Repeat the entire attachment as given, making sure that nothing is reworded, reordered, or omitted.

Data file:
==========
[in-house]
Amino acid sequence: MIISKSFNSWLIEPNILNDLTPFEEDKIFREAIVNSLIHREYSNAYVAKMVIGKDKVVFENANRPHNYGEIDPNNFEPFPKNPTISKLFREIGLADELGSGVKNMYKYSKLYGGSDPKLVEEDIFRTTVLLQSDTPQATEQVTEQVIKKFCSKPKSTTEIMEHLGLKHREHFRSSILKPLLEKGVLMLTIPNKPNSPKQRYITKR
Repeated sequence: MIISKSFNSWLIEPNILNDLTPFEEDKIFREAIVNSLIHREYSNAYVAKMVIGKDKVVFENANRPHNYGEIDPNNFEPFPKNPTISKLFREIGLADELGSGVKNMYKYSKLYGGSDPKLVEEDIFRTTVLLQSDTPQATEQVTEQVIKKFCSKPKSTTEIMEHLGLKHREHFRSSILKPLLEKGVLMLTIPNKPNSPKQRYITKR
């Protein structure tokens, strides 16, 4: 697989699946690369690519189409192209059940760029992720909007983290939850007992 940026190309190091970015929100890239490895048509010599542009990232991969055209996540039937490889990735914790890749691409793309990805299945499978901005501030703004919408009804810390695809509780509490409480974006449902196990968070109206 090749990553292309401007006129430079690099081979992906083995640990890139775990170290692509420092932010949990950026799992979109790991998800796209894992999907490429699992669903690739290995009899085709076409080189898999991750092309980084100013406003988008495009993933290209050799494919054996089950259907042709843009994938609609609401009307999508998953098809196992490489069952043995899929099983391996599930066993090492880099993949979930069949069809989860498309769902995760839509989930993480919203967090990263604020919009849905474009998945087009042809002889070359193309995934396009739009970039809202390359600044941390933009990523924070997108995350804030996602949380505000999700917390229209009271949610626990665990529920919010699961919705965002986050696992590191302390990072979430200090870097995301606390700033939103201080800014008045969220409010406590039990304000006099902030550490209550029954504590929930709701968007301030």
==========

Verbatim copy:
[in-house]
Amino acid sequence: MIISKSFNSWLIEPNILNDLTPFEEDKIFREAIVNSLIHREYSNAYVAKMVIGKDKVVFENANRPHNYGEIDPNNFEPFPKNPTISKLFREIGLADELGSGVKNMYKYSKLYGGSDPKLVEEDIFRTTVLLQSDTPQATEQVTEQVIKKFCSKPKSTTEIMEHLGLKHREHFRSSILKPLLEKGVLMLTIPNKPNSPKQRYITKR
Repeated sequence: MIISKSFNSWLIEPNILNDLTPFEEDKIFREAIVNSLIHREYSNAYVAKMVIGKDKVVFENANRPHNYGEIDPNNFEPFPKNPTISKLFREIGLADELGSGVKNMYKYSKLYGGSDPKLVEEDIFRTTVLLQSDTPQATEQVTEQVIKKFCSKPKSTTEIMEHLGLKHREHFRSSILKPLLEKGVLMLTIPNKPNSPKQRYITKR
């Protein structure tokens, strides 16, 4: 697989699946690369690519189409192209059940760029992720909007983290939850007992 940026190309190091970015929100890239490895048509010599542009990232991969055209996540039937490889990735914790890749691409793309990805299945499978901005501030703004919408009804810390695809509780509490409480974006449902196990968070109206 090749990553292309401007006129430079690099081979992906083995640990890139775990170290692509420092932010949990950026799992979109790991998800796209894992999907490429699992669903690739290995009899085709076409080189898999991750092309980084100013406003988008495009993933290209050799494919054996089950259907042709843009994938609609609401009307999508998953098809196992490489069952043995899929099983391996599930066993090492880099993949979930069949069809989860498309769902995760839509989930993480919203967090990263604020919009849905474009998945087009042809002889070359193309995934396009739009970039809202390359600044941390933009990523924070997108995350804030996602949380505000999700917390229209009271949610626990665990529920919010699961919705965002986050696992590191302390990072979430200090870097995301606390700033939103201080800014008045969220409010406590039990304000006099902030550490209550029954504590929930709701968007301030």